I’m sure everybody is aware that the deadline for filing your 2005 income tax form is fast approaching. It is a thought that strikes fear and loathing in the hearts of many.
I can’t think of any other organization that shares the collective and individual disdain of so many as does the Internal Revenue Service. But we all realize that with so many people employed by the government, to provide so many services in some way or other, there has to be a source from which to pay them.
In the beginning our Founding Fathers figured those folks who owned land should be the ones to bear the burden of paying for the government, so they determined that property taxes should take care of it. But the government continued to grow faster than the country and the government realized there was not enough country to tax. The idea of “Manifest Destiny” that caused us to expand the country from the Atlantic to the Pacific was a last-ditch effort to find more land to tax. It wasn’t enough so they came up with the income tax.
Tax reform is probably going to be a major issue in the coming election. It always is. Every politician agrees that the method of determining how much we owe the government is not working. I seriously doubt if any change will occur. After all, they have told us in previous years that the report forms would be simpler but they get more complex each year.
It is certainly popular for any political candidate to state his desire to reduce taxation. However, to borrow somewhat from Sir Winston Churchill, never has so little been waited on by so many for so long.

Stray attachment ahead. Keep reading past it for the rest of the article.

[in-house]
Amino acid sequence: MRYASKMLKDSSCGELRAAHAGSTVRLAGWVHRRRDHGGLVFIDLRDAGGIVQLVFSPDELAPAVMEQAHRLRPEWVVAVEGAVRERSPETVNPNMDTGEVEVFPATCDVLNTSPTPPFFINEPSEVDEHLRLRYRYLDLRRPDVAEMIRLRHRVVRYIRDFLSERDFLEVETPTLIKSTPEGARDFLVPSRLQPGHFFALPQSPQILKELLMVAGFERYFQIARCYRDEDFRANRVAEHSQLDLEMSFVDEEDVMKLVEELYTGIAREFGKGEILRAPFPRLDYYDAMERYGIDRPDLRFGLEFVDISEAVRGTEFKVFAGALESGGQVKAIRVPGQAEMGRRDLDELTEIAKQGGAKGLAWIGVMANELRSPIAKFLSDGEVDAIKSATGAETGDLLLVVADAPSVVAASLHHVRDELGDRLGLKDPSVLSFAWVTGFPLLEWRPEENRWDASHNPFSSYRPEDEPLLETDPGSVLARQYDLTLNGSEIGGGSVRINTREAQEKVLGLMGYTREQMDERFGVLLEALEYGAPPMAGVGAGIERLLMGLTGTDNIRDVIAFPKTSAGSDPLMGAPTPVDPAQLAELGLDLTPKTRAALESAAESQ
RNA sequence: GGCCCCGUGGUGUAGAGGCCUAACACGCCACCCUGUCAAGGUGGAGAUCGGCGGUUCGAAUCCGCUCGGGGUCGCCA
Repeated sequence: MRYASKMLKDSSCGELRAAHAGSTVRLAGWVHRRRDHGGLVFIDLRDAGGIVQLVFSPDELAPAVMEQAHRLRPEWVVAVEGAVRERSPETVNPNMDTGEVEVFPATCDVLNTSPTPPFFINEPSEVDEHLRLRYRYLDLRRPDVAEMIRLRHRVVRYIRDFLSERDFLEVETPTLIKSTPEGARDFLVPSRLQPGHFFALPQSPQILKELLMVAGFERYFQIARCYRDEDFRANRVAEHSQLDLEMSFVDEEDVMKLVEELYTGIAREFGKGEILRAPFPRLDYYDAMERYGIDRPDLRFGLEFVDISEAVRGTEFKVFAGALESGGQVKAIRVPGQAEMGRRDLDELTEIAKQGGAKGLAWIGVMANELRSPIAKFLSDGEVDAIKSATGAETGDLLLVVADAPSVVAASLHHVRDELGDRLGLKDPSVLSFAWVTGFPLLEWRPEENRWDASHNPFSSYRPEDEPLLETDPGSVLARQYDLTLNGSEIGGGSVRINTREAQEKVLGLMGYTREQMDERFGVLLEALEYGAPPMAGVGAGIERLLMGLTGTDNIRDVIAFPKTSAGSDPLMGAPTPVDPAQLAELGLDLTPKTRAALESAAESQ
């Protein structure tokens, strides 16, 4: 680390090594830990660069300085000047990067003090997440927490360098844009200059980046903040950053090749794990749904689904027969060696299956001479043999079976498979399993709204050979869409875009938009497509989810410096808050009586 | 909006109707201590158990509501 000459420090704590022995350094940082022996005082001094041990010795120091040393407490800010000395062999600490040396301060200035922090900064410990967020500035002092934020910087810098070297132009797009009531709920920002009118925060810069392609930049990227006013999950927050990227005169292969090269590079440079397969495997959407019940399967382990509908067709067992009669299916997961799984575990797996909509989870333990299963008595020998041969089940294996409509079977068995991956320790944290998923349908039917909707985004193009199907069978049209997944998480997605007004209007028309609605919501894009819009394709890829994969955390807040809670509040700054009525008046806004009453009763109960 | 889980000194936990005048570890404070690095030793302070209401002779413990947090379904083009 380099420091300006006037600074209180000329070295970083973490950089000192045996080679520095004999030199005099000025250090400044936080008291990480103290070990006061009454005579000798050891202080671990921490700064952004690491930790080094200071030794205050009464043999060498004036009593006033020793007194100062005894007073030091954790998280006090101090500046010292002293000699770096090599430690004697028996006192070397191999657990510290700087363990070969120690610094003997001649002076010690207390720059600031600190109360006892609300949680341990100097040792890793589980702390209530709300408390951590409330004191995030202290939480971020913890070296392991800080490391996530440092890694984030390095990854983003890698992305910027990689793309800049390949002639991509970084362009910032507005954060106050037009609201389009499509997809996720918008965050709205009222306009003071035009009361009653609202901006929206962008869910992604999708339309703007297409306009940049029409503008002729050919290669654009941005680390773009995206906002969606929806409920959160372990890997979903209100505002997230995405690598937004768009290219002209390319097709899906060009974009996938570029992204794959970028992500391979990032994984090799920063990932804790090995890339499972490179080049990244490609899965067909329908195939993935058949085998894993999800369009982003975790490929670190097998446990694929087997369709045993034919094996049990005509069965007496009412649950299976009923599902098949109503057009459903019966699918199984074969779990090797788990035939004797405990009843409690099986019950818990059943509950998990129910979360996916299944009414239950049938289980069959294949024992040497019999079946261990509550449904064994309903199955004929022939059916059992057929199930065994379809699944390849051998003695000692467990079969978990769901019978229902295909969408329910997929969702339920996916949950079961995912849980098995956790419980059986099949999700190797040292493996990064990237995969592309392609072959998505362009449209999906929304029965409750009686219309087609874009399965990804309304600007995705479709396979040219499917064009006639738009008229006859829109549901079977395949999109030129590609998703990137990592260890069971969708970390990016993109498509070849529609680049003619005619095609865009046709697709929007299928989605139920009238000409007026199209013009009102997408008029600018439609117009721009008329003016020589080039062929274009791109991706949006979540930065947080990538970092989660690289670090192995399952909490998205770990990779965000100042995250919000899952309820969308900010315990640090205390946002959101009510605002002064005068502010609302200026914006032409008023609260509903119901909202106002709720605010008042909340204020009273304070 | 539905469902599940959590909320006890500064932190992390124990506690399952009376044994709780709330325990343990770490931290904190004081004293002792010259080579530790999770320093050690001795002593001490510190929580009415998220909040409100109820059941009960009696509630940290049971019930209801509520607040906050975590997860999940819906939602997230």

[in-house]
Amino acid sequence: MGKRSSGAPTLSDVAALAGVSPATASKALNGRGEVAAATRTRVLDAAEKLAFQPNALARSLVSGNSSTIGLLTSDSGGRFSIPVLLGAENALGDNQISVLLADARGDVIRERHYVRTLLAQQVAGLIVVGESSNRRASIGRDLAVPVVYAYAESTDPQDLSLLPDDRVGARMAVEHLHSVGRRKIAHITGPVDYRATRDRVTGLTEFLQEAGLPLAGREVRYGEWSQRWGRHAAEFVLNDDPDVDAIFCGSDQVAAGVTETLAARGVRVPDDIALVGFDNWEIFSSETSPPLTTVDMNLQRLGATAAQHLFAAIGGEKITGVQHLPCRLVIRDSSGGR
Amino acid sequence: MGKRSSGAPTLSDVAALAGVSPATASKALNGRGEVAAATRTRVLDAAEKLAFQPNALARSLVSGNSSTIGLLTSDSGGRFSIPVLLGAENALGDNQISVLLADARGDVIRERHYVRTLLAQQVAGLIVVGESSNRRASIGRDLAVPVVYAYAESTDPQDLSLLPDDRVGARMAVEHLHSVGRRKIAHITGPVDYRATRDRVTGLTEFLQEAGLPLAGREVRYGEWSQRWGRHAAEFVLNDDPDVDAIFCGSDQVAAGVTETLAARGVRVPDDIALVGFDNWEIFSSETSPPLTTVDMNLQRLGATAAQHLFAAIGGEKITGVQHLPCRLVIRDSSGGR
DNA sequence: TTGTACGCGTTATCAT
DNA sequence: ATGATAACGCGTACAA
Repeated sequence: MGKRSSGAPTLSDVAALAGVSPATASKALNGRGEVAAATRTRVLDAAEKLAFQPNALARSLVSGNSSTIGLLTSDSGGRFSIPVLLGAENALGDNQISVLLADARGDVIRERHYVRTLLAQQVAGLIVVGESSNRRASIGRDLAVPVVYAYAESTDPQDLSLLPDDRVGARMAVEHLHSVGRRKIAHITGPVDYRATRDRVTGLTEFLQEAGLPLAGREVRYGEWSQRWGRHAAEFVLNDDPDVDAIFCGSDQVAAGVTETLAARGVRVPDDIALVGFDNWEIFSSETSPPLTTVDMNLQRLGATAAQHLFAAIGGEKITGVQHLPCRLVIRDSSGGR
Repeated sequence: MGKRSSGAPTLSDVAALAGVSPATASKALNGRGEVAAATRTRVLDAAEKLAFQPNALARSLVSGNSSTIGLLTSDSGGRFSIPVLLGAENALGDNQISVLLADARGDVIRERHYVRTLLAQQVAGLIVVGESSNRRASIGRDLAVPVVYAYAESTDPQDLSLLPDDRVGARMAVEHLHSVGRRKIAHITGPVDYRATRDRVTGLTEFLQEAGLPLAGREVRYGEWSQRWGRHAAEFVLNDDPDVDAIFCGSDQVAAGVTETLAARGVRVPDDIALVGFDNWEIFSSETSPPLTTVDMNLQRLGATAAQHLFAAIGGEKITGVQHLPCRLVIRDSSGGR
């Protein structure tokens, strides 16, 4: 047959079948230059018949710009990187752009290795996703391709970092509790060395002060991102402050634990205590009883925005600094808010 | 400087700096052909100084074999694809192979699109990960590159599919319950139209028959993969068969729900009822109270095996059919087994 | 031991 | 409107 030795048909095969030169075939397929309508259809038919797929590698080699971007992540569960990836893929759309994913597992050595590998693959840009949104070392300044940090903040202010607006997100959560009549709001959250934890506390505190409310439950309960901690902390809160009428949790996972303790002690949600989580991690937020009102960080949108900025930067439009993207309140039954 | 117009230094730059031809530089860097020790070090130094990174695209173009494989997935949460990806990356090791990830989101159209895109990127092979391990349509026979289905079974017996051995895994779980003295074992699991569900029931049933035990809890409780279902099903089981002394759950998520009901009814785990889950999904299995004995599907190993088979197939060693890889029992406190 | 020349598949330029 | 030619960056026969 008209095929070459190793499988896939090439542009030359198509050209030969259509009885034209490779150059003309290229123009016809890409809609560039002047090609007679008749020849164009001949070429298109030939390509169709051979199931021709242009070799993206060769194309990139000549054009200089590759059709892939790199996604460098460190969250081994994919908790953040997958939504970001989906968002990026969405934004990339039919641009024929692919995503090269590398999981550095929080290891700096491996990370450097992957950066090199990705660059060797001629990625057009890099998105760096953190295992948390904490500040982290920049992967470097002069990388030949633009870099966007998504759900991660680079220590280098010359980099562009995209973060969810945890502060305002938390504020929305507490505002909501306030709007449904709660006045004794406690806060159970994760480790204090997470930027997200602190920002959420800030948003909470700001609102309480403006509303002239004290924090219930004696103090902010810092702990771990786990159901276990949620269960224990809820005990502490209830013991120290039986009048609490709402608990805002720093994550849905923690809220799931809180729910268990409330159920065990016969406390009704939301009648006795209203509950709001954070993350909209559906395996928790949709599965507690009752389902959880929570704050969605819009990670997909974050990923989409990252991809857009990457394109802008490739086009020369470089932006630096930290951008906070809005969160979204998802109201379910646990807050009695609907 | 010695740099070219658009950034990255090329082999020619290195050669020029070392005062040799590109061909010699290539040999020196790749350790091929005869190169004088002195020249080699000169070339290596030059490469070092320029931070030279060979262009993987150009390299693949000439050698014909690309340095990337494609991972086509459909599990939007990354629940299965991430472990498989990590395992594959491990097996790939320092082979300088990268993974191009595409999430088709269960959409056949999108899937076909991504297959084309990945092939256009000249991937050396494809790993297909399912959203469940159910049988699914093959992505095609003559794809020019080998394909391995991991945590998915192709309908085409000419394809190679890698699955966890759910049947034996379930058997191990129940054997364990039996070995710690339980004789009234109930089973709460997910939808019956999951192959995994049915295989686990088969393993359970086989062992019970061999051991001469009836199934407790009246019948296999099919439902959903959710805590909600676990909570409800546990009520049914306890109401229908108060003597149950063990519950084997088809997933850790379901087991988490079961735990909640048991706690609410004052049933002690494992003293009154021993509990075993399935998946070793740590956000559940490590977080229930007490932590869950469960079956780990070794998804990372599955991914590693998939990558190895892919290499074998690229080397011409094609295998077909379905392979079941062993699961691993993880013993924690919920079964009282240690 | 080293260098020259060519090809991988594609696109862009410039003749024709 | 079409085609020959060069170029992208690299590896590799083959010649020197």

I understand that there is one candidate for the senate who has suggested that we do away with paying taxes to the government and just send them the income—a practical but unpopular suggestion.
I have been paying taxes (and social security, but that’s another story) since I was 10 years old. I feel sure that in the grand scheme of things, the amount I have paid is miniscule compared to what others have paid. But as far as I am concerned, mine was the most important.
In more than a half century of dealing with the IRS, I have developed some pretty strong opinions about the organization. Some of those opinions cannot be voiced in a family newspaper.
However, I do have some thoughts that I might share with you and in turn you might share with your accountant. (Personally, I always have an accountant fill out my tax reporting form. I do so not only because it is beyond my comprehension, but for me to do so would be something like a do-it-yourself mugging.)
First, I believe that the general opinion of the IRS is that this country is one of untold wealth… literally. I’m sure somebody has some statistic to state what percentage of us purposely misreports our income. I believe that the actual number is low. The number who accidentally report their income is probably higher. Notice I didn’t say whether the error was more or less than the actual. That’s for the IRS to figure out.
Secondly, I believe that with an annual budget in the billions of dollars, it would be possible for the government to find enough funds to pay people to teach the IRS the basic English necessary to write a readable tax form.
I do not understand why the instructions in the tax reporting form use such convoluted terminology. Probably what they really want to say is, “If at the end of the year you have any money left, sent it to us.” This year’s form has been simplified beyond all understanding.
This is the only country in the world where it takes more brains to fill out the income tax return than it does to make the money.
It is extremely difficult to believe that this country was founded, in part, to avoid excessive taxation. However, in July of 1776, we did declare our freedom from Great Britain partly because of unfair taxation. In 1777, we started our own system of unfair taxation which continues unabated.
The only positive thing I can think of about taxes is that we don’t have to pay taxes on our debts.